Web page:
Black and Hispanic homebuyers pay a 3 per cent premium, even when factors like access to credit and income are taken away.Researchers led by Patrick Bayer at Duke University studied two million housing transactions in four metropolitan areas. They found that Black and Hispanic homebuyers paid a considerable premium: about $6,000 on a $200,000 house.
The results show that forms of racism still exist in society. According to the study:
Regardless of the ultimate explanation, though, our results show that black and Hispanic buyers pay more than their white counterparts in almost every purchase setting and that robust racial differences in the price paid to buy a home – upwards of 3- 3.5 per cent on average in multiple major US markets – persist to the present day, long after many of the most overt forms of institutional discrimination have been eliminated.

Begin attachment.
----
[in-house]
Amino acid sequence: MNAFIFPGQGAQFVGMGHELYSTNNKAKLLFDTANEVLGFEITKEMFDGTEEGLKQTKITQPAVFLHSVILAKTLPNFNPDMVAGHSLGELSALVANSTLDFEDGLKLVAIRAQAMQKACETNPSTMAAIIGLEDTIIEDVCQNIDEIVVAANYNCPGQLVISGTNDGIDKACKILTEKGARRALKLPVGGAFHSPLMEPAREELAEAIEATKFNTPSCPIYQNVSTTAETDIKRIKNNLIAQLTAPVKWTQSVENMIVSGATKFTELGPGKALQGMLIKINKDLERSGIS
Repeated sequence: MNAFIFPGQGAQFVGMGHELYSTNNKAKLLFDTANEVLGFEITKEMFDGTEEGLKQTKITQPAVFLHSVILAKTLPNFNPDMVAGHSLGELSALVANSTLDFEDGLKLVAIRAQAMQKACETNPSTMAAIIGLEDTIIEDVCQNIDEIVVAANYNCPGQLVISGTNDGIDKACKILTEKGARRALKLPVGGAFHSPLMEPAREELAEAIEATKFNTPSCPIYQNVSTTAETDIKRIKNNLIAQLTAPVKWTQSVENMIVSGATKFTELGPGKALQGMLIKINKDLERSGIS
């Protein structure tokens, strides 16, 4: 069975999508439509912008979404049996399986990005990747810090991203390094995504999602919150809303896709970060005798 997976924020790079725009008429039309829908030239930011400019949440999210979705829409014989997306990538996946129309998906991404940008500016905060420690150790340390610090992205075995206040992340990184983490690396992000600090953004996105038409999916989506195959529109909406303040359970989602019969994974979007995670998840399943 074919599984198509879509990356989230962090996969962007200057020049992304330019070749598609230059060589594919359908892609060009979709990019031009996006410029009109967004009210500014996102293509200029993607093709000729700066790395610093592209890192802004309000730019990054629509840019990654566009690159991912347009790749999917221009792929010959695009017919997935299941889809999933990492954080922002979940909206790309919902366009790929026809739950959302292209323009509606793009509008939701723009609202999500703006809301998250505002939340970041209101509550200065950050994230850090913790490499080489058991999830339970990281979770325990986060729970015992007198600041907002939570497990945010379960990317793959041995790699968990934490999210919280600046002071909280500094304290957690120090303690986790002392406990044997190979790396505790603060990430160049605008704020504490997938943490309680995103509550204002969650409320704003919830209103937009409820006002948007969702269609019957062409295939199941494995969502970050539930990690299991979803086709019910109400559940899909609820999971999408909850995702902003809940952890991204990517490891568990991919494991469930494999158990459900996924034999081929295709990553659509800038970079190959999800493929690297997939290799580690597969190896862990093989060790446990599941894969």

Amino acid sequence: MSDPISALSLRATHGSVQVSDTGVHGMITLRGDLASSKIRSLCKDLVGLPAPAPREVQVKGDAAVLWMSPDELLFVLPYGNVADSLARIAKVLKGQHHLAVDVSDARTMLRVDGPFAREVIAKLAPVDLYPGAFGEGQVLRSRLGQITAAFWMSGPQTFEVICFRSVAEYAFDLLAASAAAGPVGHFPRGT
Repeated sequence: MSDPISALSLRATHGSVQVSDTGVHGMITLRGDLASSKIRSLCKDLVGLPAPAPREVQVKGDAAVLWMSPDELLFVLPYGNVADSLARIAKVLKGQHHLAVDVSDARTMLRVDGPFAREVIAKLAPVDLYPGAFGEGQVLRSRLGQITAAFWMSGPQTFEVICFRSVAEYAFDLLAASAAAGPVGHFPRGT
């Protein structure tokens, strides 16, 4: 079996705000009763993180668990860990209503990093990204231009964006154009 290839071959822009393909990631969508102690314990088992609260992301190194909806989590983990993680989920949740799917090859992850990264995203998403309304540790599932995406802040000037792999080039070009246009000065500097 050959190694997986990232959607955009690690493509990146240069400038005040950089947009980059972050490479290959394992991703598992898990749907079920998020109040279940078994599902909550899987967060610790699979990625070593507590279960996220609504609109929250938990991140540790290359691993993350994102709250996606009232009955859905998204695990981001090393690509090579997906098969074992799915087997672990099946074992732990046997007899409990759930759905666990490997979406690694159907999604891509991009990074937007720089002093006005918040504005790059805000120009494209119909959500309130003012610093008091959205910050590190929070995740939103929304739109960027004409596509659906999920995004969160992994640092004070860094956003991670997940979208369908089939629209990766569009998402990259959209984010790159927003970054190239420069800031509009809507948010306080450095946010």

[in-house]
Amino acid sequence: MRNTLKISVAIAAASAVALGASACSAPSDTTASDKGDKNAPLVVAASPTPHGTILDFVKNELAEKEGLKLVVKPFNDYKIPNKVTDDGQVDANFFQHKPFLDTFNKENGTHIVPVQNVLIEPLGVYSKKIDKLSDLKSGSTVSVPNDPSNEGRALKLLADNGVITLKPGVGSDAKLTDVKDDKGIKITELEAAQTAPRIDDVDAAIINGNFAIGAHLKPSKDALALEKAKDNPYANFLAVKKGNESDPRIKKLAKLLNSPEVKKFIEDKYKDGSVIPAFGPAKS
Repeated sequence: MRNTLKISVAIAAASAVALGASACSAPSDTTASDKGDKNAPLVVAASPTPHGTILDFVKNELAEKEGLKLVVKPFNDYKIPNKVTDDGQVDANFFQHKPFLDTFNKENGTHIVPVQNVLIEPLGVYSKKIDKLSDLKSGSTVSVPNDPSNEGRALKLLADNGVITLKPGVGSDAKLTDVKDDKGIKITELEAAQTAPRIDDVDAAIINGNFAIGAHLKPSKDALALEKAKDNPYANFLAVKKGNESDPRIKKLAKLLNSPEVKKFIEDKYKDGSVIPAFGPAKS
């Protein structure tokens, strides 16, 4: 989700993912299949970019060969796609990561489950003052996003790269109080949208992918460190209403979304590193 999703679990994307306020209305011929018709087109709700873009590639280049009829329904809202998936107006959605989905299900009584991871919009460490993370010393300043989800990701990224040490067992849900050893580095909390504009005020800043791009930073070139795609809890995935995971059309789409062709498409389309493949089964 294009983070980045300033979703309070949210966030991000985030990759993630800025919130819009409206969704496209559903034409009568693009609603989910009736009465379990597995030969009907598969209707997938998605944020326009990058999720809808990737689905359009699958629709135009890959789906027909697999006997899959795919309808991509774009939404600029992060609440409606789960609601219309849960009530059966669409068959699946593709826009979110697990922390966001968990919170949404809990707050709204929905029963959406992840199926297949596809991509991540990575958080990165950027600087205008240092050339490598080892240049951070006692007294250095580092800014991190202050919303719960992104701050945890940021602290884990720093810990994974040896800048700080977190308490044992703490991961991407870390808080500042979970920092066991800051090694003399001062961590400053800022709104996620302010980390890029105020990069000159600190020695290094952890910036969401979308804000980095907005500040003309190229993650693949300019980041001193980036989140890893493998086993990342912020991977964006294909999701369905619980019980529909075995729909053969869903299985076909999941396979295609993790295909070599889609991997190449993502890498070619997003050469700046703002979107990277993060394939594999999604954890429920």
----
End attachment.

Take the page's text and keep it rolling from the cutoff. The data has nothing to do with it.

The study found that sellers were willing to accept a lower price when the buyer was the same race.
Another theory is that minority buyers are playing catch-up:
The relative inexperience of black and Hispanic buyers, due to the historically lower rates of home ownership among the black and Hispanic households, may contribute to the higher prices that they initially pay upon entering the market.
Regardless of why it’s the case, the study proves a systematic difference in how people of different races are treated when purchasing a house.